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LYSISTRATA, D.C.

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In 2003, as a form of protest against the American-led military action in Iraq, the anti-war comedy Lysistrata, written in 411 B.C. by Aristophanes, was performed or publicly read by more than 1,000 groups in nearly 60 countries. One participant in the Lysistrata Project was Joanna Bloem, who adapted the Greek classic into the musical revue Lysistrata D.C. The writer-actor revived her one-hour production to coincide with the presidential inauguration, which means, unfortunately, new audiences will experience this embarrassing mess of atonal singing, wooden acting, shoddy direction and sloppy piano accompaniment. It's rare that a performance has no redeeming attributes; this comes close.

Bloem retains the framework of Aristophanes' plot. Women, upset that men continue to wage war, unite to refrain from having sex with them until peace is declared. This version is updated to modern America, where President Shrub is preparing to attack parts of the Muslim world with fancy new bombs. Three plucky woman—Lysistrata (Bloem), Cleo (Allison Barcott), and Sarah (Mary Watson)—plan a sex boycott, as well as a break-in at the Pentagon to disrupt the computer that controls the bombs. The rest of the cast—David Edelstien, Kyle Keller, and Les "eljaye" Jennings—portrays a succession of evil and/or stupid men. Most of the story is told through songs, some co-written by Bloem with Dan Marcus or Sally Klein; others are Marcus solo credits, and one is by Alan O'Day.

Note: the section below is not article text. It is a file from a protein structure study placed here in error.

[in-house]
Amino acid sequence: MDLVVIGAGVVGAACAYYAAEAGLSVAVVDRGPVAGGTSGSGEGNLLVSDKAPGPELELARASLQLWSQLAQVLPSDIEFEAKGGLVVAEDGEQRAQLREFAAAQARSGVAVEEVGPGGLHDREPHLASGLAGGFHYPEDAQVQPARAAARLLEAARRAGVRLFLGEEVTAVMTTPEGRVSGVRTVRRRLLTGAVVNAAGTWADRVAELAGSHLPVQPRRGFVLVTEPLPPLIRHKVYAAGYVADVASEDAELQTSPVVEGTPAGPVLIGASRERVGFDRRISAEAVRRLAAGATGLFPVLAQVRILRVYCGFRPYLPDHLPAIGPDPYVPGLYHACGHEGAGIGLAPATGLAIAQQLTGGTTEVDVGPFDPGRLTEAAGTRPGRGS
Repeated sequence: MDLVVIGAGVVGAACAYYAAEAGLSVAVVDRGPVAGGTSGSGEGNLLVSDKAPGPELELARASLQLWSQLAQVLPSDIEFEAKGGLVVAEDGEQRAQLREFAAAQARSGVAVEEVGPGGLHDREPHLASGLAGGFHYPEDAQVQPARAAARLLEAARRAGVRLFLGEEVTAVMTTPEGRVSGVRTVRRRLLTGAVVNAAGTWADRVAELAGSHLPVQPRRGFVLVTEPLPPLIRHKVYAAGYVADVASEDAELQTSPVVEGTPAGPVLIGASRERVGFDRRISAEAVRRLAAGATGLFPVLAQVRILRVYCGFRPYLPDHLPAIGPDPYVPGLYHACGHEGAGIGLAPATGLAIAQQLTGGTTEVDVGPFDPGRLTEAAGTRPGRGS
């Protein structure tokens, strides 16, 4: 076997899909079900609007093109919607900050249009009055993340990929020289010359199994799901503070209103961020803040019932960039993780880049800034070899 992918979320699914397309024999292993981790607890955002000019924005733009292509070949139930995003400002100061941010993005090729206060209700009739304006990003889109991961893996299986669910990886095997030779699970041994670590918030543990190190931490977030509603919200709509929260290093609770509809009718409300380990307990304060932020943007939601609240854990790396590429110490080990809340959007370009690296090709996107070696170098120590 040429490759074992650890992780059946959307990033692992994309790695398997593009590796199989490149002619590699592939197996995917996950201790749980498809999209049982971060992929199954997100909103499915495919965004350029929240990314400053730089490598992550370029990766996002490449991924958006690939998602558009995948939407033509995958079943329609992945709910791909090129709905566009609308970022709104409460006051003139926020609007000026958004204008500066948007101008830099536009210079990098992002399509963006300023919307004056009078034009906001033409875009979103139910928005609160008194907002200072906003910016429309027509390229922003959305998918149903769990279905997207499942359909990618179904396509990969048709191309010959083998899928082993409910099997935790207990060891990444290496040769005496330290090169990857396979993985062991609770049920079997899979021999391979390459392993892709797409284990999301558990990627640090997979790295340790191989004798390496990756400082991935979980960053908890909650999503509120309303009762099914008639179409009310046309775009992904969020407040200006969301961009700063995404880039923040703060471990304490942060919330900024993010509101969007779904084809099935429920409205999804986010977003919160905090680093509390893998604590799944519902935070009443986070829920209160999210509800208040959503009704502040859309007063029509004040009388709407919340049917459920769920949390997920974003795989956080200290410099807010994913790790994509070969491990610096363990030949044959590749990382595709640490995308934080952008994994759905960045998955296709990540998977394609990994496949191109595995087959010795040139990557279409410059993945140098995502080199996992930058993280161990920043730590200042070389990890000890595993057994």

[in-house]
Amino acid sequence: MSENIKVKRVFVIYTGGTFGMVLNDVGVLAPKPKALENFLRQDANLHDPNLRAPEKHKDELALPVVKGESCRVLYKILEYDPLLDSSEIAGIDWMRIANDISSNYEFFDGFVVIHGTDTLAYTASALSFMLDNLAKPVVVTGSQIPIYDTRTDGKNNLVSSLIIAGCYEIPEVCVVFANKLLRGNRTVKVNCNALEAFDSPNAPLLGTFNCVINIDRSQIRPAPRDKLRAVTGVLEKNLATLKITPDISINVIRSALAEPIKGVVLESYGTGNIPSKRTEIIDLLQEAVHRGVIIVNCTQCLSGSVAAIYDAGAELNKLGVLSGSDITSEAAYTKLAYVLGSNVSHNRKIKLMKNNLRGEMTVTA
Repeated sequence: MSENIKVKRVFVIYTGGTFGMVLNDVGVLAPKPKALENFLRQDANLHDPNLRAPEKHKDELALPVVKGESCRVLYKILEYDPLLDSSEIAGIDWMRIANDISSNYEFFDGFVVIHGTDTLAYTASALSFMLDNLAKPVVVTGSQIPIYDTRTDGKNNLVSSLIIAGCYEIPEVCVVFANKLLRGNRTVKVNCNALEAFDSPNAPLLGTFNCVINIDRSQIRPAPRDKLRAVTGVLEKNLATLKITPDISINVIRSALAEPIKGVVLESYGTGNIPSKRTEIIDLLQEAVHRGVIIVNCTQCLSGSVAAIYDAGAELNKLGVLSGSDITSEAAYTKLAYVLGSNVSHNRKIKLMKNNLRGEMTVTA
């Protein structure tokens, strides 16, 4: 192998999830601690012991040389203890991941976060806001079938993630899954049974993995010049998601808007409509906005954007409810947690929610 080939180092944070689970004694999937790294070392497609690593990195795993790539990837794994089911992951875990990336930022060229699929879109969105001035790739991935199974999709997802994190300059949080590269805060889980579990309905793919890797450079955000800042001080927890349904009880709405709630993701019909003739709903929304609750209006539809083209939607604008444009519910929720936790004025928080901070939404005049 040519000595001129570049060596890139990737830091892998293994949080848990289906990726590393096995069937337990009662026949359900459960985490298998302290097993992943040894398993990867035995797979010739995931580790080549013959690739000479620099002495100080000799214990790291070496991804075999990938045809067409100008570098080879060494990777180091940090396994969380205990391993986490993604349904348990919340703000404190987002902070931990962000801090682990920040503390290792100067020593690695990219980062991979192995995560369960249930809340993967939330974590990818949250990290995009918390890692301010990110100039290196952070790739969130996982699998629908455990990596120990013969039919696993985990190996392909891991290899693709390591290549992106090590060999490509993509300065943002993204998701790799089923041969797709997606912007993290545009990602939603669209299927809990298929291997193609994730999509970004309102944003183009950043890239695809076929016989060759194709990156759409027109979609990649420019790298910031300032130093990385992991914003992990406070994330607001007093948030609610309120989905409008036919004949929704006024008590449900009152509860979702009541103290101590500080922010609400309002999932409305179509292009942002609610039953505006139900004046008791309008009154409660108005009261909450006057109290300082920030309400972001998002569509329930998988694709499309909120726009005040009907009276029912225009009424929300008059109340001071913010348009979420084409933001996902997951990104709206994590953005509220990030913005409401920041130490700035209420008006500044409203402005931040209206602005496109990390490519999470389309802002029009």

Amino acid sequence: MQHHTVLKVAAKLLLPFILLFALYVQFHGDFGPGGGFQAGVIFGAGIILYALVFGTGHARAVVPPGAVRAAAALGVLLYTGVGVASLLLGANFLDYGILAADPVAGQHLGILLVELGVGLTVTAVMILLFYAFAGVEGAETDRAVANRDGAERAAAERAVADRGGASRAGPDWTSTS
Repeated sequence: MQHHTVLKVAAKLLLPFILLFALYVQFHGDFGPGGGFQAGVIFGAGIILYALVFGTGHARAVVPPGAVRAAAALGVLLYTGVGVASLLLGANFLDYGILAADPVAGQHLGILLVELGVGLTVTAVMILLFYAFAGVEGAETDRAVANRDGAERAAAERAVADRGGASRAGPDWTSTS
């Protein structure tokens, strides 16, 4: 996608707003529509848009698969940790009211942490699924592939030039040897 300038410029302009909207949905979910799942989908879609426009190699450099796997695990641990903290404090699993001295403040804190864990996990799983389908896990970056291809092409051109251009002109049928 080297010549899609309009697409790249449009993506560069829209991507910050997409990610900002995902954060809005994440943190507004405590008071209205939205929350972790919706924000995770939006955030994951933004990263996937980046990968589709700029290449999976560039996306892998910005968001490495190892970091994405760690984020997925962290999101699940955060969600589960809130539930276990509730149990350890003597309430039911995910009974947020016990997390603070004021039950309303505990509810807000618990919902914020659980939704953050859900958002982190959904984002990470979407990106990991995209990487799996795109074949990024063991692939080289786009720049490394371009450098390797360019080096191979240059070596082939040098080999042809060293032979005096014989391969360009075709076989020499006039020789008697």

The first number, "Sex, Sex, Sex," is sung as the cast awkwardly thrusts and gyrates—Fosse-esque moves choreographed by Michael Menna. Each subsequent song and dance is more ridiculous than the last: from "In My Hydrogen Car" and "My God's Greater Than Your God" to "Male Supremacy." The insipid lyrics are even more painful when delivered by a cast that, except for Watson, cannot carry a tune. If director Devon M. Schwartz has told his actors where to stand or what emotions to convey, they didn't listen. Everyone appears lost and unsure of what to do. The result is that the only funny moments are unintentional.

"Lysistrata, D.C.," presented by and the Stella Adler Theatre, 6773 Hollywood Blvd., 2nd Floor, Hollywood. Fri.-Sat. 11 pm. Jan. 14-Feb. 5. $10. (323) 828-5824.

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